When bubbles bounce back
Collisions between bubbles or droplets suspended in liquid are more complex than previously thought. KAUST researchers have shown that conditions expected to promote coalescence can actually lead to the bubble or droplet pair bouncing right off of each other.
The discovery could have implications for many applications involving colloidal systems of fluids that do not mix, immiscible fluids, including food products, such as oil-and-vinegar salad dressings, cosmetics and crude oil processing.
Theoretically, when a bubble reaches the surface of a pure liquid, the thin film of liquid between the bubble and the air above should quickly drain away, allowing the bubble to coalesce with the air. The same would be expected when two bubbles meet within the liquid or when two droplets of oil come together in water. "However, in practical conditions, even trace contamination or added surfactant can immobilize the thin liquid film at the interface, making the phenomenon very challenging to investigate," says Ivan Vakarelski, a research scientist in Sigurdur Thoroddsen's lab.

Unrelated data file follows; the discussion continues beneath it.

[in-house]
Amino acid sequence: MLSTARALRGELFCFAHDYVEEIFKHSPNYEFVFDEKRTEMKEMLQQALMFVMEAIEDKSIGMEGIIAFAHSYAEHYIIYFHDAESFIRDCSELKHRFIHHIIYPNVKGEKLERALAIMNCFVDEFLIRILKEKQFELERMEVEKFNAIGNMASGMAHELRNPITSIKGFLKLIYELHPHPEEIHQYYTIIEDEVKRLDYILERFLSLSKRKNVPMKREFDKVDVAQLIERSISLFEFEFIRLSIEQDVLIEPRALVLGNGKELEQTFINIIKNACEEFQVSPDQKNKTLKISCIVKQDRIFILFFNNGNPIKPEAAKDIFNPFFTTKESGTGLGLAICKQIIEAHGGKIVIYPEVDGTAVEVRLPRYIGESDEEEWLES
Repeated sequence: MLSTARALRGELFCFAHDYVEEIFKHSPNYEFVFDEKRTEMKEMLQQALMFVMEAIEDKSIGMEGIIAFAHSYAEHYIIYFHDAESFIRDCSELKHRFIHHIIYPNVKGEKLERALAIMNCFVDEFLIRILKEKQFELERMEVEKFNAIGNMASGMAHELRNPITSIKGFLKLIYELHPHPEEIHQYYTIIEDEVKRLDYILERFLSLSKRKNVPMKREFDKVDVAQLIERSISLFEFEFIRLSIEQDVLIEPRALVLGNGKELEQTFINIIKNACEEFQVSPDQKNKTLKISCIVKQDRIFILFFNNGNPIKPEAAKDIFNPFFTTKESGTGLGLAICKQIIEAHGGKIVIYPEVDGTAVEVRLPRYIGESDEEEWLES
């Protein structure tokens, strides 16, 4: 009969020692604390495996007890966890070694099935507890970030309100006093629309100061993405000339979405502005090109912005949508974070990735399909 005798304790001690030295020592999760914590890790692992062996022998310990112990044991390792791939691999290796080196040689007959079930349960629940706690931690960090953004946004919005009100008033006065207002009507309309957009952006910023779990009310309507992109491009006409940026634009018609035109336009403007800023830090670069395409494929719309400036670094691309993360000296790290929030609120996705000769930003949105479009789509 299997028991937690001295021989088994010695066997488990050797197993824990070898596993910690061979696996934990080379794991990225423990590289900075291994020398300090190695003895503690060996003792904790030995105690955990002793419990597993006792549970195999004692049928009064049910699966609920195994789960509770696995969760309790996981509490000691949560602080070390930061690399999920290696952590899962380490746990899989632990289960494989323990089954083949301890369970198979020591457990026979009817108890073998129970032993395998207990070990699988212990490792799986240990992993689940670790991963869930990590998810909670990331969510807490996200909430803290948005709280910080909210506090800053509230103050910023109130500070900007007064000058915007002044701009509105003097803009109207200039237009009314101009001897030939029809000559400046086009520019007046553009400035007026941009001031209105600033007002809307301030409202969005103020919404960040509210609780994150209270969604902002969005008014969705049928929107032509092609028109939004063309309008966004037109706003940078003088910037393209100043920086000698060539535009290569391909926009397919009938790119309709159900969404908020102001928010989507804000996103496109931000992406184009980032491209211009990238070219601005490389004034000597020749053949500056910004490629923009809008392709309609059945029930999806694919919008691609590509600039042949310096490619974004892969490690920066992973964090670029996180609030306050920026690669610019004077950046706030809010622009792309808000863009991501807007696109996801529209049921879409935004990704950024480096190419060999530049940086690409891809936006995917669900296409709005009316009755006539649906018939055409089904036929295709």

Thoroddsen, Vakarelski and their colleagues have now carried out bubble- and droplet-collision experiments in a fluid that can be produced in ultrapure form. "We use a fluorocarbon liquid, which allowed us to accurately predict the effects of the interface mobility," Vakarelski says.
To compare coalescence at a high-mobility surface with an immobilized surface, the team carried out one set of measurements at a fluorocarbon liquid-air interface and a second set of measurements at a fluorocarbon liquid-water interface. As expected, bubble and droplet coalescence at the highly mobile fluorocarbon-air interface was several orders of magnitude faster than for the immobilized fluorocarbon-water interface, where the thin liquid film was much slower to drain away. "However, this is only for cases when bubbles or droplets approach slowly enough to coalesce without bouncing back," Vakarelski says.
Counterintuitively, bubbles or droplets reaching the highly mobile fluorocarbon liquid-air interface bounced off of the interface much more strongly than from the immobilized interface. The reason is that there is less friction on the mobile interface and thus less energy is lost during the bounce. "To our knowledge, our studies and simulations are the first to demonstrate an enhanced bounce effect due to interface mobility," Vakarelski says.
"Understanding this novel effect will help improve prediction and manipulation of colloidal system stability, which is of wide practical importance for cosmetics and food emulsions, crude oil processing and operation of microfluidic devices," Thoroddsen adds.